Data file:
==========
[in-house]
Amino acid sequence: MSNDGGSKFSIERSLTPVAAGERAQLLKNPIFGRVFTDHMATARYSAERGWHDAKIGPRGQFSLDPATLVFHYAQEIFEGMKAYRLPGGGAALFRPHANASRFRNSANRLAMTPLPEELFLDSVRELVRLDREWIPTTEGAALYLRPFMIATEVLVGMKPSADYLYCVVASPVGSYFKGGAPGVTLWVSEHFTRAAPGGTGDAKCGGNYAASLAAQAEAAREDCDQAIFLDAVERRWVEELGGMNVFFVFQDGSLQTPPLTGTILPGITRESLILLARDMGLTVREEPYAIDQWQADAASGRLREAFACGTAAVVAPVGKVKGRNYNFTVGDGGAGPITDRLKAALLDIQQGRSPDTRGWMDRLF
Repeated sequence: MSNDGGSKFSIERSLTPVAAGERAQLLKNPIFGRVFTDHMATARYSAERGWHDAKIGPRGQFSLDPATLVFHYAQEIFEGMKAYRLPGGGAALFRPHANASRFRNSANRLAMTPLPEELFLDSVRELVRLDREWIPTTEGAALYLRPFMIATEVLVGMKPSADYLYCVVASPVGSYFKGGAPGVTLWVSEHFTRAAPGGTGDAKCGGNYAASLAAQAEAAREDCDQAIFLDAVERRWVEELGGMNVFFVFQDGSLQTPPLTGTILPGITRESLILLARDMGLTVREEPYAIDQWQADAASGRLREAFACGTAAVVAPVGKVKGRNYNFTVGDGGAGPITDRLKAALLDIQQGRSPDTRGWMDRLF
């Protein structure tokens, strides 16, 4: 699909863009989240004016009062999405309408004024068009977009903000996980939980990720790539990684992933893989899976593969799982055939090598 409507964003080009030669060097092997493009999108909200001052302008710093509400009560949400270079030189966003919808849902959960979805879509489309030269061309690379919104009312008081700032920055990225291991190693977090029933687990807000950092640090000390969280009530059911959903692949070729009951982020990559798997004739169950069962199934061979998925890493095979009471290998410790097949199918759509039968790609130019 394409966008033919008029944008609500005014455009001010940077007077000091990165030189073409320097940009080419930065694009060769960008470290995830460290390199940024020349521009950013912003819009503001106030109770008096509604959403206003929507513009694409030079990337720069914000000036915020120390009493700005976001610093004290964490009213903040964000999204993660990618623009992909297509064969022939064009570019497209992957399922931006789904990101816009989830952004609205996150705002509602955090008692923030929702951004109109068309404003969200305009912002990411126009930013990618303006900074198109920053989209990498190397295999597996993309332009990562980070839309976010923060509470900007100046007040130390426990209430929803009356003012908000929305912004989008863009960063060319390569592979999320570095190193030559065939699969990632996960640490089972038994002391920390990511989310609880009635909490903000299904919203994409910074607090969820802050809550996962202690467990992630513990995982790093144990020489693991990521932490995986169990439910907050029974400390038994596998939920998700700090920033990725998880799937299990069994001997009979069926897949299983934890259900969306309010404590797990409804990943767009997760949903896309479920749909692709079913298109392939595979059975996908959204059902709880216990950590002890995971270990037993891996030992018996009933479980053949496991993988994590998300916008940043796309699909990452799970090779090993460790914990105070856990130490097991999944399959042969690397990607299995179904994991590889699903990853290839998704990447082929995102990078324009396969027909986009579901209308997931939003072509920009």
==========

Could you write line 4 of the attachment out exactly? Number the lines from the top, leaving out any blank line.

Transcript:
């Protein structure tokens, strides 16, 4: 699909863009989240004016009062999405309408004024068009977009903000996980939980990720790539990684992933893989899976593969799982055939090598 409507964003080009030669060097092997493009999108909200001052302008710093509400009560949400270079030189966003919808849902959960979805879509489309030269061309690379919104009312008081700032920055990225291991190693977090029933687990807000950092640090000390969280009530059911959903692949070729009951982020990559798997004739169950069962199934061979998925890493095979009471290998410790097949199918759509039968790609130019 394409966008033919008029944008609500005014455009001010940077007077000091990165030189073409320097940009080419930065694009060769960008470290995830460290390199940024020349521009950013912003819009503001106030109770008096509604959403206003929507513009694409030079990337720069914000000036915020120390009493700005976001610093004290964490009213903040964000999204993660990618623009992909297509064969022939064009570019497209992957399922931006789904990101816009989830952004609205996150705002509602955090008692923030929702951004109109068309404003969200305009912002990411126009930013990618303006900074198109920053989209990498190397295999597996993309332009990562980070839309976010923060509470900007100046007040130390426990209430929803009356003012908000929305912004989008863009960063060319390569592979999320570095190193030559065939699969990632996960640490089972038994002391920390990511989310609880009635909490903000299904919203994409910074607090969820802050809550996962202690467990992630513990995982790093144990020489693991990521932490995986169990439910907050029974400390038994596998939920998700700090920033990725998880799937299990069994001997009979069926897949299983934890259900969306309010404590797990409804990943767009997760949903896309479920749909692709079913298109392939595979059975996908959204059902709880216990950590002890995971270990037993891996030992018996009933479980053949496991993988994590998300916008940043796309699909990452799970090779090993460790914990105070856990130490097991999944399959042969690397990607299995179904994991590889699903990853290839998704990447082929995102990078324009396969027909986009579901209308997931939003072509920009």